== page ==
Eileen Walton’s 1960’s era work is fairly traditional, but as you’ll see in the next post, became increasingly graphic as time went on. Sadly, as with her sister Barbara, I can’t tell you if she left the commercial illustration field and if so, when. Did she retire and pursue more personal fine arts endeavors? Is she or her sister Barbara still with us? If you know of reliable sites, books or sources on either of these two talented women, I’m all ears (particularly you UK readers and followers!).
More of Eileen Walton’s work follows in the next post…
More intriguing covers from UK illustrator Barbara Walton, a prolific cover artist of late 1950’s through late 1970’s British paperback and hardcover books, who’s not nearly as well known to contemporary art/illustration fans here in the U.S. as she ought to be. (I didn’t know abut her!) Scroll back to the preceding posts for more Barbara Walton info and covers, and go ahead to the next posts to see work from Barbara’s sister, Eileen Walton.
So, just who is Barbara Walton?
If you read the preceding post, you know that I really can’t tell you. All I can say is that this British artist/illustrator did some striking paperback cover art and hardcover dustjacket design and illustration from the late 1950’s through the late 1970’s, her most active period being the mid-1960’s. It’s particularly intriguing to see how Walton’s style evolved from relatively traditional full-bleed illustration to a more ‘designerly’ vignetted style, later work almost more graphic design than pure illustration.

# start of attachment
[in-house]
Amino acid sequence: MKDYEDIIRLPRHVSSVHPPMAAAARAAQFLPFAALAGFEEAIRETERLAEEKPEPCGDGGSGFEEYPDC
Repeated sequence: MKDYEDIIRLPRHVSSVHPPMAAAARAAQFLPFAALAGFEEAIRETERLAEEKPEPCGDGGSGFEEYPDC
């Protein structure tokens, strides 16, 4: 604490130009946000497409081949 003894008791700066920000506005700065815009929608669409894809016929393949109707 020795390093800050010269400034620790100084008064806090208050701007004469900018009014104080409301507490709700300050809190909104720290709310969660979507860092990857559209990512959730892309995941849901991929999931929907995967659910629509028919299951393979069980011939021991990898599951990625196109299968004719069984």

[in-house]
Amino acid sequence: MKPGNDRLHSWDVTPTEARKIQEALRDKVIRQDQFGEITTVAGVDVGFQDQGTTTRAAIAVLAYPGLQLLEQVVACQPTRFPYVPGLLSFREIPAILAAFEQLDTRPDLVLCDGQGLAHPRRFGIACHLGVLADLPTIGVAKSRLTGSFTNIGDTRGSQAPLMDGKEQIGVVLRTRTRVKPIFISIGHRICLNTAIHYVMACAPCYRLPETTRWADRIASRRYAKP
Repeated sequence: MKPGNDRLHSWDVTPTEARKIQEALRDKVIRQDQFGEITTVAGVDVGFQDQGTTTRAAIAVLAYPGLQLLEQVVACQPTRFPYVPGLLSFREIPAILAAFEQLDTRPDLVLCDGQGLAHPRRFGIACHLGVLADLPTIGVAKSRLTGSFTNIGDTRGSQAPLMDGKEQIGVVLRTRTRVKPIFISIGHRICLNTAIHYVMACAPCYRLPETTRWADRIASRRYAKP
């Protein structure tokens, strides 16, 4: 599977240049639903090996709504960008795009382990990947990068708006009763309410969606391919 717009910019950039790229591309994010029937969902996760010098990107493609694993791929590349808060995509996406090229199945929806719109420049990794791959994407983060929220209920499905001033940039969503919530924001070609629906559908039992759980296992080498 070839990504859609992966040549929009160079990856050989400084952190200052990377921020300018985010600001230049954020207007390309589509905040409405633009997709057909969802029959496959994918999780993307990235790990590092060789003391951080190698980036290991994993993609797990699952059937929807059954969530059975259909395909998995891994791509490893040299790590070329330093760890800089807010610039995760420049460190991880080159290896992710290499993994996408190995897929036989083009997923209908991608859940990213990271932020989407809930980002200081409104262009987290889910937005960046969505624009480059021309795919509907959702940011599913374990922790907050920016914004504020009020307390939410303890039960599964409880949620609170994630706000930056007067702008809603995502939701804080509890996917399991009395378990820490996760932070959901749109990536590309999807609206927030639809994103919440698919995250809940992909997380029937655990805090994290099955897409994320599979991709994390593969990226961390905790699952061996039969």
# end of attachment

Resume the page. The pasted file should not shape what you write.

I read that Barbara Walton was almost an unofficial ‘house artist’ for Robert Hale Ltd., though she also did work for other UK publishers. See the next post for additional examples of Barbara Walton’s work, and then keep going to view covers from her sister, Eileen Walton.
Maybe in Russia the name Olga Orlova is as common as Jane Doe in the U.S (which, I guess, really isn’t common at all). Go digging and you’ll find a pop singer, an actress, an impressionist painter and even a historical princess, among others, sharing that name. But these images are from the prolific St. Petersburg illustrator and concept artist Olga Orlova, lurking among her many – and gorgeous — dark fantasy and dystopian SF renderings. Linger a moment on the intriguing picture above, because the victim, the gun that did him in and the subtle gesture of the woman’s white gloved hand perched above the phone aren’t all that apparent with just a cursory glance. The real question, I suppose, is: What does the dog think about all of this?
Pascale-Mira Taurua didn’t set out to be an artist. Originally a model, she was crowned Miss France in 1978, though relinquishing the title six months later. But painting beckoned, and after studying at the Conservatoire des Arts in Tahiti during the 1980’s, her first gallery show occurred in the early 2000’s, and since, she’s been hard at work in her studio in the small French village of Pau in the shadow of a King Henry IV castle.
She works primarily in traditional oil on canvas, though sometimes (as seen in examples of her work) more adventurous pieces might be in mixed media acrylics with collage. Clearly much of her work is inspired by the same modeling and fashion worlds she once was a part of, with some paintings even reworking well-known fashion photos. Yes, there’s glamor here. But there’s something more, a cynicism perhaps, or something maybe just a bit darker?